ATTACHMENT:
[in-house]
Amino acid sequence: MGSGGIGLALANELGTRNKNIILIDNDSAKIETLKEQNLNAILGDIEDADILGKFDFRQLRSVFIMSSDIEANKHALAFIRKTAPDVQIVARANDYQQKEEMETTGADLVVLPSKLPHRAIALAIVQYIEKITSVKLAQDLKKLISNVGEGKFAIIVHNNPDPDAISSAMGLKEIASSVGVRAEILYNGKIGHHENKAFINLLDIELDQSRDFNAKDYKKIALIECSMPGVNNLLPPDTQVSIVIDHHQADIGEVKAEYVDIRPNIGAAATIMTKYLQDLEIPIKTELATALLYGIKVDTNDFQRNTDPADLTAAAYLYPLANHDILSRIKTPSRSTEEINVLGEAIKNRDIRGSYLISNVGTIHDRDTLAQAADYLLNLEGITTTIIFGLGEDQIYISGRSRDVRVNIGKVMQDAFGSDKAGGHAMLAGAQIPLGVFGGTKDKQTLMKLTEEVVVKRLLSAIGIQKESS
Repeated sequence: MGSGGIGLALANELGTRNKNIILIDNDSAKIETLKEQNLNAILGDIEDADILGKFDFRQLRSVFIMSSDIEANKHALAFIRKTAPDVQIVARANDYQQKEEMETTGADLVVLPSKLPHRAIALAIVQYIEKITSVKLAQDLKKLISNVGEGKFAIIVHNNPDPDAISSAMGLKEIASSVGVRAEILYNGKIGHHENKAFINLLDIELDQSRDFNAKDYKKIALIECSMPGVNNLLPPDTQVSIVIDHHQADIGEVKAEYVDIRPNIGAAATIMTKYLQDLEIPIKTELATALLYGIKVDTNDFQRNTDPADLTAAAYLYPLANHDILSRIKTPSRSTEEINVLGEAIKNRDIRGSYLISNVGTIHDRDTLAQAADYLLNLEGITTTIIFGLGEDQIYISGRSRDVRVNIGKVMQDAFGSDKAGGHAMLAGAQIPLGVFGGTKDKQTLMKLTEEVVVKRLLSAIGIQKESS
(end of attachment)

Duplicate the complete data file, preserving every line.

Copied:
[in-house]
Amino acid sequence: MGSGGIGLALANELGTRNKNIILIDNDSAKIETLKEQNLNAILGDIEDADILGKFDFRQLRSVFIMSSDIEANKHALAFIRKTAPDVQIVARANDYQQKEEMETTGADLVVLPSKLPHRAIALAIVQYIEKITSVKLAQDLKKLISNVGEGKFAIIVHNNPDPDAISSAMGLKEIASSVGVRAEILYNGKIGHHENKAFINLLDIELDQSRDFNAKDYKKIALIECSMPGVNNLLPPDTQVSIVIDHHQADIGEVKAEYVDIRPNIGAAATIMTKYLQDLEIPIKTELATALLYGIKVDTNDFQRNTDPADLTAAAYLYPLANHDILSRIKTPSRSTEEINVLGEAIKNRDIRGSYLISNVGTIHDRDTLAQAADYLLNLEGITTTIIFGLGEDQIYISGRSRDVRVNIGKVMQDAFGSDKAGGHAMLAGAQIPLGVFGGTKDKQTLMKLTEEVVVKRLLSAIGIQKESS
Repeated sequence: MGSGGIGLALANELGTRNKNIILIDNDSAKIETLKEQNLNAILGDIEDADILGKFDFRQLRSVFIMSSDIEANKHALAFIRKTAPDVQIVARANDYQQKEEMETTGADLVVLPSKLPHRAIALAIVQYIEKITSVKLAQDLKKLISNVGEGKFAIIVHNNPDPDAISSAMGLKEIASSVGVRAEILYNGKIGHHENKAFINLLDIELDQSRDFNAKDYKKIALIECSMPGVNNLLPPDTQVSIVIDHHQADIGEVKAEYVDIRPNIGAAATIMTKYLQDLEIPIKTELATALLYGIKVDTNDFQRNTDPADLTAAAYLYPLANHDILSRIKTPSRSTEEINVLGEAIKNRDIRGSYLISNVGTIHDRDTLAQAADYLLNLEGITTTIIFGLGEDQIYISGRSRDVRVNIGKVMQDAFGSDKAGGHAMLAGAQIPLGVFGGTKDKQTLMKLTEEVVVKRLLSAIGIQKESS